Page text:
Solar energy sector needs huge manpower

DC | G. JAGANNATH
Published Feb 23, 2015, 11:50 am IST
Updated Jan 10, 2016, 8:38 am IST
Dearth of qualified manpower may play spoilsport
Representational image
 Representational image
Chennai: With Prime Minister Narendra Modi setting an ambitious target of adding 1 lakh mega watt of solar power in the country by 2019, the ministry of new and renewable energy has estimated a need for 4.25 lakh solar energy professionals to successfully operate and manage these power plants. But a dearth of good, qualified manpower may play spoilsport in the development of the solar sector in the country, say industry sources.
 
“The biggest challenge facing the sector is shortage of qualified and trained manpower. We require manpower to make installation and maintenance but there are hardly any trained people,” Kunwer Sachdev, managing director, Su-Kam Power Systems Limited, told DC.
 
More manpower is required for making small kilowatt scale rooftop installation than megawatt scale projects, he said. “Small-scale rooftops will be scattered across the different areas. It is going to create a lot of employment opportunities once the rooftop scheme picks up. Hence, you need more manpower for making installation and maintenance of rooftops solar systems,” he said, noting that requirement of manpower would be felt more in Tamil Nadu with the state expected to be a leading state in the rooftop solar sector.
 
Mr Sachdev said his company was partnering with educational institutions to train manpower. “We are recruiting diploma-holders or with any certificate courses. They will be paid Rs 12,000 during the six-month training period after which they will get a salary of Rs 15,000,” he said.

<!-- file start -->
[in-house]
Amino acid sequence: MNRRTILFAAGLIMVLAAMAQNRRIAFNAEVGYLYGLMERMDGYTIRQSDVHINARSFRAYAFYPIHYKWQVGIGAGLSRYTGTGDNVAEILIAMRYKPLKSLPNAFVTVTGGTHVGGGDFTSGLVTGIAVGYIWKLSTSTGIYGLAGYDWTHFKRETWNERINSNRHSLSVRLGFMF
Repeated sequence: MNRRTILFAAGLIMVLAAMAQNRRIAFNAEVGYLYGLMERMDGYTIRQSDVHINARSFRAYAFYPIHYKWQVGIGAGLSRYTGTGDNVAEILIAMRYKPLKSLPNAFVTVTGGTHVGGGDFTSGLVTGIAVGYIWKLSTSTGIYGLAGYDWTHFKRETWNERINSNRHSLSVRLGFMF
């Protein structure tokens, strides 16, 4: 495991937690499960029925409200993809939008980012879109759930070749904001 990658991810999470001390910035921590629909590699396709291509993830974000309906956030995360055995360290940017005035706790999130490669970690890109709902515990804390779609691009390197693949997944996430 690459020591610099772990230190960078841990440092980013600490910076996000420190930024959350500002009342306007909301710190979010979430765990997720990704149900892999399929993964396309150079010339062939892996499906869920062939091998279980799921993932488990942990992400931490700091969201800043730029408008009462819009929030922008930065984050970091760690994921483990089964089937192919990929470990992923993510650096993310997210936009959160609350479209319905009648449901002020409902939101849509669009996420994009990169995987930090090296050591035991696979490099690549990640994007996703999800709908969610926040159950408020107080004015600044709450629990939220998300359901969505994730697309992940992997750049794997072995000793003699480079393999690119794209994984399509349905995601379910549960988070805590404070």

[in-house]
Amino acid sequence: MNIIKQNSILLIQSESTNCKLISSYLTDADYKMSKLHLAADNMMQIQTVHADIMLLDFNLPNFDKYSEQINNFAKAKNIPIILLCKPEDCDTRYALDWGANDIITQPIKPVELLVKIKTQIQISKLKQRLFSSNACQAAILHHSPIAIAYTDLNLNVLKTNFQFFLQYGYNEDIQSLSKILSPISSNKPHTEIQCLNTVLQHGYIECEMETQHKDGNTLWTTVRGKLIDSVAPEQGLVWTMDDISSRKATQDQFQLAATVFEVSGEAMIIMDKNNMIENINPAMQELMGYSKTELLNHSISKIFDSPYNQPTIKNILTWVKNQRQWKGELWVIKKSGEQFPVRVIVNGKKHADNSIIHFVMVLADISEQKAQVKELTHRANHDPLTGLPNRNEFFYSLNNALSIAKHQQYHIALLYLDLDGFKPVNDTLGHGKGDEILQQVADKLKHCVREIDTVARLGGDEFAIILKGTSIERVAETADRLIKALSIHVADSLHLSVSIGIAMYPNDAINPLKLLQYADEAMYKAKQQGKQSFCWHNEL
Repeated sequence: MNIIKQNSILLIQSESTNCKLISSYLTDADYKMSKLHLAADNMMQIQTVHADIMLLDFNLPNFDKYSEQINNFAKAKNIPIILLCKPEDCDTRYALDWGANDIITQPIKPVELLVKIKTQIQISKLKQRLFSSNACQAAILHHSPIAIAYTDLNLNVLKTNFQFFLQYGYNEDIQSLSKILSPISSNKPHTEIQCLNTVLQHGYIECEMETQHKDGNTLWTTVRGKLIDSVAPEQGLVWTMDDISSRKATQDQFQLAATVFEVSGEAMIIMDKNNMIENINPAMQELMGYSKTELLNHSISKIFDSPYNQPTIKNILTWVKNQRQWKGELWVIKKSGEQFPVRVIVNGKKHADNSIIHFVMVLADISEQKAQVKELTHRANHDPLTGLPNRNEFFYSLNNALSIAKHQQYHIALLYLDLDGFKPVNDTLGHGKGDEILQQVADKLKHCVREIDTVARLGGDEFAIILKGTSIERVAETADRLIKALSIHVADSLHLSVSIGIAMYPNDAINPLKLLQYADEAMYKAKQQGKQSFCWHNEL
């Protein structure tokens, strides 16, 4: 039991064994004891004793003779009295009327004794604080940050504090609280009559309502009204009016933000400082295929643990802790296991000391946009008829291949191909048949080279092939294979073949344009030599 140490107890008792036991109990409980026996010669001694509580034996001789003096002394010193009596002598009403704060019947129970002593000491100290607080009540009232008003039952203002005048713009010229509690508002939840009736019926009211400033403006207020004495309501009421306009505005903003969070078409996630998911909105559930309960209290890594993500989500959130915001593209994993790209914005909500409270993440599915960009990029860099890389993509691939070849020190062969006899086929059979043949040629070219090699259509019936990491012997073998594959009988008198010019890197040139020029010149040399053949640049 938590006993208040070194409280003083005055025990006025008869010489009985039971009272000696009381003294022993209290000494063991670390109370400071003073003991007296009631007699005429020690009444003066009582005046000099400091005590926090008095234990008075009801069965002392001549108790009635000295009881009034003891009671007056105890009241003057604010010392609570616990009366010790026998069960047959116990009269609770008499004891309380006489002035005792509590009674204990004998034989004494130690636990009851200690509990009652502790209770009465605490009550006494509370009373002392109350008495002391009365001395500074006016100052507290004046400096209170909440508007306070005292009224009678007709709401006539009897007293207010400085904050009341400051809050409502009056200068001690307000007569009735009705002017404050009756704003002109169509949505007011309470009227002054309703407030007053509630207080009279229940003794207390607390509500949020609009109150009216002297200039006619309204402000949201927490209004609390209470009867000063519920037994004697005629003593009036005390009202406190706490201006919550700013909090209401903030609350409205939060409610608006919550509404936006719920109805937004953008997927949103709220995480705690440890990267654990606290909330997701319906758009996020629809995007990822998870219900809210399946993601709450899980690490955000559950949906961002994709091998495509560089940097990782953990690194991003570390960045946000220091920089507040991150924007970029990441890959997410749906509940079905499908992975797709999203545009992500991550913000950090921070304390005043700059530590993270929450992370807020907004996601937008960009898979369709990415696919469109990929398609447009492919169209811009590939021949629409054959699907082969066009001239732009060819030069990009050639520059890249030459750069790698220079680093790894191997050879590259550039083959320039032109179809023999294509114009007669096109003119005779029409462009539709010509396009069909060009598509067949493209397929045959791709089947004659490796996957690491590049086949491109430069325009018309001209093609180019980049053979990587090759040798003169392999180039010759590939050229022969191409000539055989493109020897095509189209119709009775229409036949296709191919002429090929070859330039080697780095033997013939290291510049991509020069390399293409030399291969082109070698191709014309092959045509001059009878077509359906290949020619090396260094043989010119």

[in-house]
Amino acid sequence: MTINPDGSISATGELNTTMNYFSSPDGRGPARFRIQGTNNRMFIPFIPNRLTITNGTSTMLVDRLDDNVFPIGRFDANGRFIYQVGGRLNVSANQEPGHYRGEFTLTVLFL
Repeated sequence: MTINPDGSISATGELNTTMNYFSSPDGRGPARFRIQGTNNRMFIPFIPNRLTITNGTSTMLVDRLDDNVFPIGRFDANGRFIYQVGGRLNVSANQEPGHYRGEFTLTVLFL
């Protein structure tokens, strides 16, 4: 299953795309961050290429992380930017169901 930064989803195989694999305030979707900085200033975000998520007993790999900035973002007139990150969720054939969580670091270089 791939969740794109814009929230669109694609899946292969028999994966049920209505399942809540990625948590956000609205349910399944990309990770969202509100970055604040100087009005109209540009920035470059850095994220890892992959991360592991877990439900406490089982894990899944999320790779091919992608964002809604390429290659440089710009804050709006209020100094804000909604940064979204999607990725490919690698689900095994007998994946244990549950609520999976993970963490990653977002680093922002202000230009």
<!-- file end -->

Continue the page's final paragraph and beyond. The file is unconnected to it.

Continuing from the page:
Dr R. Velraj, director of the institute of energy studies, Anna University, said the solar sector cannot grow without adequate manpower. “University courses and curriculum do not meet the specific skill requirement of the renewable energy industry. The curriculum must focus on technology and design. Also, the institutions should provide extensive training and exposure on latest trends and technologies,” he said.
 
The professor said Anna University was the first university in the country to start M.E. Solar Energy programme in 2010. Across the country, over 50 institutes are offering master level programme on Solar and about 1,000 students are benefiting, he said, pointing to the shortage of skilled ITI-trained candidates who have exposure to renewable energy. “The syllabus of ITI needs to be revisited to strengthen and build awareness on RE,” he said.
 
“We have partnered with Teda and private companies to hold training programmes for academicians, engineers and technicians. On this experience, we are planning to train trainers in the next one year,” he said. Anna University has been identified as one of the partners for solar energy training network which plans to train 4.25 lakh qualified and skilled manpower in solar energy sector, he said.
 
A senior Teda official said manpower requirement for setting up solar plant, utility or rooftop is largely a combination of fabrication, electrical and masonry skills.
 
“For ITI students with electrical background, the skill upgradation needed is minimal and can be through on-the-job training. However, at project management level, there is a growing need for qualified manpower as it requires specialised knowledge and training,” he added.
Location: Tamil Nadu




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